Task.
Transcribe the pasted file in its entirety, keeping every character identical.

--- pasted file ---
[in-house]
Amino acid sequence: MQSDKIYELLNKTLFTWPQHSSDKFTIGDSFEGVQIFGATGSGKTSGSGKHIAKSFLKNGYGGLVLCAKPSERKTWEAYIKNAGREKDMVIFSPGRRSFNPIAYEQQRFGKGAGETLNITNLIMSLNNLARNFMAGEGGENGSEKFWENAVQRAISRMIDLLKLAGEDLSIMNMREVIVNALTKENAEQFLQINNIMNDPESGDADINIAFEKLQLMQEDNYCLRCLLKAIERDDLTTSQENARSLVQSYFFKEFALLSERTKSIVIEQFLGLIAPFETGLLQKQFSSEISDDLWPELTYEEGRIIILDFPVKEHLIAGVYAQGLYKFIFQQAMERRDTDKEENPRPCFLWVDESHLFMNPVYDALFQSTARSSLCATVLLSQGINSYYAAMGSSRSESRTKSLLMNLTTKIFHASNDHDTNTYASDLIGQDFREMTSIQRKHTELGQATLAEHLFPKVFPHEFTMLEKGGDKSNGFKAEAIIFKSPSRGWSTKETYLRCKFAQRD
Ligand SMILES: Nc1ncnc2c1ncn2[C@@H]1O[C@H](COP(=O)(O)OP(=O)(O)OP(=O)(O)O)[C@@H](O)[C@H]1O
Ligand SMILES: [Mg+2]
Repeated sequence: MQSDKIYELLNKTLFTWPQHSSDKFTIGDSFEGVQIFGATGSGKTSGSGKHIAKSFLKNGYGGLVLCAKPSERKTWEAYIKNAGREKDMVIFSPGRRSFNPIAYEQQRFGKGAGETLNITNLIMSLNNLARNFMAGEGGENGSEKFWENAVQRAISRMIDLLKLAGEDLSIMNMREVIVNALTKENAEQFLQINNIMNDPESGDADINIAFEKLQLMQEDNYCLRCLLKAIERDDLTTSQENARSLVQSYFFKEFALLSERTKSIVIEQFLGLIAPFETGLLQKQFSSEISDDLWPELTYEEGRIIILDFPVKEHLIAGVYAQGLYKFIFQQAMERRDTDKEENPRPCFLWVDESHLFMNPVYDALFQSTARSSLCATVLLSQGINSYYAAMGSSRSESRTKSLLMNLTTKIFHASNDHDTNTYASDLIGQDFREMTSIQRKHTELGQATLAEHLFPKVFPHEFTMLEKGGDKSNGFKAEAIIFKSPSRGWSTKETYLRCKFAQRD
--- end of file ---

[in-house]
Amino acid sequence: MQSDKIYELLNKTLFTWPQHSSDKFTIGDSFEGVQIFGATGSGKTSGSGKHIAKSFLKNGYGGLVLCAKPSERKTWEAYIKNAGREKDMVIFSPGRRSFNPIAYEQQRFGKGAGETLNITNLIMSLNNLARNFMAGEGGENGSEKFWENAVQRAISRMIDLLKLAGEDLSIMNMREVIVNALTKENAEQFLQINNIMNDPESGDADINIAFEKLQLMQEDNYCLRCLLKAIERDDLTTSQENARSLVQSYFFKEFALLSERTKSIVIEQFLGLIAPFETGLLQKQFSSEISDDLWPELTYEEGRIIILDFPVKEHLIAGVYAQGLYKFIFQQAMERRDTDKEENPRPCFLWVDESHLFMNPVYDALFQSTARSSLCATVLLSQGINSYYAAMGSSRSESRTKSLLMNLTTKIFHASNDHDTNTYASDLIGQDFREMTSIQRKHTELGQATLAEHLFPKVFPHEFTMLEKGGDKSNGFKAEAIIFKSPSRGWSTKETYLRCKFAQRD
Ligand SMILES: Nc1ncnc2c1ncn2[C@@H]1O[C@H](COP(=O)(O)OP(=O)(O)OP(=O)(O)O)[C@@H](O)[C@H]1O
Ligand SMILES: [Mg+2]
Repeated sequence: MQSDKIYELLNKTLFTWPQHSSDKFTIGDSFEGVQIFGATGSGKTSGSGKHIAKSFLKNGYGGLVLCAKPSERKTWEAYIKNAGREKDMVIFSPGRRSFNPIAYEQQRFGKGAGETLNITNLIMSLNNLARNFMAGEGGENGSEKFWENAVQRAISRMIDLLKLAGEDLSIMNMREVIVNALTKENAEQFLQINNIMNDPESGDADINIAFEKLQLMQEDNYCLRCLLKAIERDDLTTSQENARSLVQSYFFKEFALLSERTKSIVIEQFLGLIAPFETGLLQKQFSSEISDDLWPELTYEEGRIIILDFPVKEHLIAGVYAQGLYKFIFQQAMERRDTDKEENPRPCFLWVDESHLFMNPVYDALFQSTARSSLCATVLLSQGINSYYAAMGSSRSESRTKSLLMNLTTKIFHASNDHDTNTYASDLIGQDFREMTSIQRKHTELGQATLAEHLFPKVFPHEFTMLEKGGDKSNGFKAEAIIFKSPSRGWSTKETYLRCKFAQRD